Improving Empirical Estimation of Demographic Drivers: Fertility, Child Mortality & Malaria Ecology

37 Pages Posted: 3 Aug 2010

See all articles by Gordon C. McCord

Gordon C. McCord

University of California, San Diego (UCSD) - School of Global Policy & Strategy

Dalton Conley

New York University (NYU) - Department of Sociology; National Bureau of Economic Research (NBER)

Jeffrey D. Sachs

Columbia University - Columbia Earth Institute; National Bureau of Economic Research (NBER)

Date Written: July 23, 2010

Abstract

Much of Africa has yet to go through a demographic transition; this Malthusian crisis of high mortality, high fertility, rapid population growth and chronic extreme poverty has been attributed to factors including the status of women, pro-natalist policies, and poverty itself. Large uncertainty exists among demographers as to the relative importance of these factors, mostly since econometric estimation is complicated by the endogeneity of fertility to other variables of interest. We attempt to improve estimation of the effect of the child mortality variable on fertility by deploying exogenous variation in the ecology of malaria transmission. Results show that child mortality is a powerfully robust driver of fertility behavior. Meeting the Millennium Development Goal of reducing 1990 child mortality rates by 66% in sub-Saharan Africa would translate into a reduction of total fertility rates from around 6.3 in 1990 to 3.3, more than halfway towards achieving replacement fertility levels of 2.1.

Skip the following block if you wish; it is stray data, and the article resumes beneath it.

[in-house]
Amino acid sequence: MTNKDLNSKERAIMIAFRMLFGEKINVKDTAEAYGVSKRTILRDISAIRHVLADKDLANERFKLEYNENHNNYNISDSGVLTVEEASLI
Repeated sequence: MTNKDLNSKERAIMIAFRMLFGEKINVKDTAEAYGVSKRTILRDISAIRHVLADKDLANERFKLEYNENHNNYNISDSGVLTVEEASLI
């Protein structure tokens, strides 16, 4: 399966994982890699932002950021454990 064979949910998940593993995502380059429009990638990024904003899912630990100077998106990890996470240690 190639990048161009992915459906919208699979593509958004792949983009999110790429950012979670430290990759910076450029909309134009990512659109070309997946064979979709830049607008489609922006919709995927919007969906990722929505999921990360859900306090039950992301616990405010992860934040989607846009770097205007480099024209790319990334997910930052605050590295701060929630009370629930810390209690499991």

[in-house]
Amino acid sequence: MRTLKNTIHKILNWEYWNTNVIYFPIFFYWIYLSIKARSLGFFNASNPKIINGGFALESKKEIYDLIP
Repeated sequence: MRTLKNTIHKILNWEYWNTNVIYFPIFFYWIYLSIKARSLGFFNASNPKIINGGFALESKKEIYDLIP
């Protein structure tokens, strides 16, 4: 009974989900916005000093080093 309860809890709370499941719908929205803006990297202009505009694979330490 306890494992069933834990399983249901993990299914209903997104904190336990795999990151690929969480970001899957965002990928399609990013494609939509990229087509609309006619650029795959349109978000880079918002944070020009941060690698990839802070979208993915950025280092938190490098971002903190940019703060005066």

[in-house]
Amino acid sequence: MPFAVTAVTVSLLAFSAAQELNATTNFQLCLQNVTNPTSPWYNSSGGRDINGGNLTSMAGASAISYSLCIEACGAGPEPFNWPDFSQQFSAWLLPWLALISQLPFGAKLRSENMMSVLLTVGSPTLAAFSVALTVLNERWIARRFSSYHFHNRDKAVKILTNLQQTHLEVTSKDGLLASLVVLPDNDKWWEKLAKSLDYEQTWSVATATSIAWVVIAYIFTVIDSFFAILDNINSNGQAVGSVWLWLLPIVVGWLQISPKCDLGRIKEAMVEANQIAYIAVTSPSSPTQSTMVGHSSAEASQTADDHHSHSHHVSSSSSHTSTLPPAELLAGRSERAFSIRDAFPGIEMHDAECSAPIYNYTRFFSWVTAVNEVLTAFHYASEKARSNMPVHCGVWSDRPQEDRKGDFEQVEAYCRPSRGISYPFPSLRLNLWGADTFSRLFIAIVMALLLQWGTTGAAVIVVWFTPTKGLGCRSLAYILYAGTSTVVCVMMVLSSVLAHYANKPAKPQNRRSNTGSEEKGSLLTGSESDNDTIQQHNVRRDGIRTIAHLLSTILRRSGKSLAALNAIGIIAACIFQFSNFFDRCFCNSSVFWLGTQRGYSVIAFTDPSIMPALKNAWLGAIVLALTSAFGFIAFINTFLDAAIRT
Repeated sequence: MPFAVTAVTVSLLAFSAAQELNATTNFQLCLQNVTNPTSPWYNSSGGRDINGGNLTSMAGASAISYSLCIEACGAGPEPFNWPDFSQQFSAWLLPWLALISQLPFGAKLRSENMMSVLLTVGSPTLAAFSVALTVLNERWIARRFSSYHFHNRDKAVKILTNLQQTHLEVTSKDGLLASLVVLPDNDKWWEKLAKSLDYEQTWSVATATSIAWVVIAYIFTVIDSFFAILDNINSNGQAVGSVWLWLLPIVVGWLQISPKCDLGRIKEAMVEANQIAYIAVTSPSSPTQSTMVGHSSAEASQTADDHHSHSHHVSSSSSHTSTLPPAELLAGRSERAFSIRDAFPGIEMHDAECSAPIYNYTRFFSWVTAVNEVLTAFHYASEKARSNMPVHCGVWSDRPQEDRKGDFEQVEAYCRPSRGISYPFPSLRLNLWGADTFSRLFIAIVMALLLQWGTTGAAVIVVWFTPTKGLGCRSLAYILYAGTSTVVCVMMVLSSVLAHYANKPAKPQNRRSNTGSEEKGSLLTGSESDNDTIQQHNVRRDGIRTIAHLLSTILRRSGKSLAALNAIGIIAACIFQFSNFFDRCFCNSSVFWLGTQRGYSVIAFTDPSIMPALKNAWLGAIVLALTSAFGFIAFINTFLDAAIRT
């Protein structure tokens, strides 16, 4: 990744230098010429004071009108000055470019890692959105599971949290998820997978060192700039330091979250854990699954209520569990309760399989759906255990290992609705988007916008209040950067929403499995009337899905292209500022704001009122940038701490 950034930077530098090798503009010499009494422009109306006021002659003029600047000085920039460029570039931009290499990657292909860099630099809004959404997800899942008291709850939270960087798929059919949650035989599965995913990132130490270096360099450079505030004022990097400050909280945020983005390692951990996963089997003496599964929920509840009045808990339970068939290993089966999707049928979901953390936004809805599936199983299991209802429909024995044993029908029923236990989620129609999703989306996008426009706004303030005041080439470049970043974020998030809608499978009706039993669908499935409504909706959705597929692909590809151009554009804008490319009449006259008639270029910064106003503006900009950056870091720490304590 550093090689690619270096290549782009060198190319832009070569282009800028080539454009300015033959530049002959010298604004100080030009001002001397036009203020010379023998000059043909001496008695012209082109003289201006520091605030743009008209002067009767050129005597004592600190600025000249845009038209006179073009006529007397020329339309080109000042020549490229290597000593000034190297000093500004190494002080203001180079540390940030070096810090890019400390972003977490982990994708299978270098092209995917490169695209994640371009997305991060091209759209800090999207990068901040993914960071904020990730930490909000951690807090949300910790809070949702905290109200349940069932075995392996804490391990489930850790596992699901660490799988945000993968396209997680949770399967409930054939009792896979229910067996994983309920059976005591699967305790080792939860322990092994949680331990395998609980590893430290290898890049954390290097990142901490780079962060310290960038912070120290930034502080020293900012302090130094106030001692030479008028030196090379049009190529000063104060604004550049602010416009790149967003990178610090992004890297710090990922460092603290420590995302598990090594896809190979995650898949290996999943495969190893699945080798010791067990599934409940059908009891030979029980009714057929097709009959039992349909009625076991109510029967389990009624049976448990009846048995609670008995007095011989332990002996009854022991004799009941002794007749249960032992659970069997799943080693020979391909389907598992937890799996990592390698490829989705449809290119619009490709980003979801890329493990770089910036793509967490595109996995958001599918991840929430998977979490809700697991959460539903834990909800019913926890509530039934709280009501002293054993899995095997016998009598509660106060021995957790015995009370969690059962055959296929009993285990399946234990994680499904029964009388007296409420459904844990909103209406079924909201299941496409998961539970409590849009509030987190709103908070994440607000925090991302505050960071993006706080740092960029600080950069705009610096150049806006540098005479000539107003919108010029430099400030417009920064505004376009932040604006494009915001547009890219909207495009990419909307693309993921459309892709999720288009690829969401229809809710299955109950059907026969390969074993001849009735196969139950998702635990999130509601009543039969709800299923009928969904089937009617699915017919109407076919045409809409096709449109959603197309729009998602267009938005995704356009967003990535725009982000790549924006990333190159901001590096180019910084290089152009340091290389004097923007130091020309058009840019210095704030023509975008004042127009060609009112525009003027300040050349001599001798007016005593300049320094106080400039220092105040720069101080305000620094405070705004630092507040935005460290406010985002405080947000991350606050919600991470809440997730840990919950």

Keywords: fertility, mortality, malaria, demography, human ecology

JEL Classification: J13, I10, O15

Suggested Citation

McCord, Gordon C. and Conley, Dalton and Sachs, Jeffrey D., Improving Empirical Estimation of Demographic Drivers: Fertility, Child Mortality & Malaria Ecology (July 23, 2010). Available at SSRN: https://ssrn.com/abstract=1647901 or http://dx.doi.org/10.2139/ssrn.1647901

Gordon C. McCord (Contact Author)

University of California, San Diego (UCSD) - School of Global Policy & Strategy ( email )

9500 Gilman Drive #0519
La Jolla, CA 92093-0519
United States

Dalton Conley

New York University (NYU) - Department of Sociology ( email )

New York, NY 10012
United States

National Bureau of Economic Research (NBER)

1050 Massachusetts Avenue
Cambridge, MA 02138
United States

Jeffrey D. Sachs

Columbia University - Columbia Earth Institute ( email )

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212-854-8702 (Fax)

National Bureau of Economic Research (NBER)

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United States

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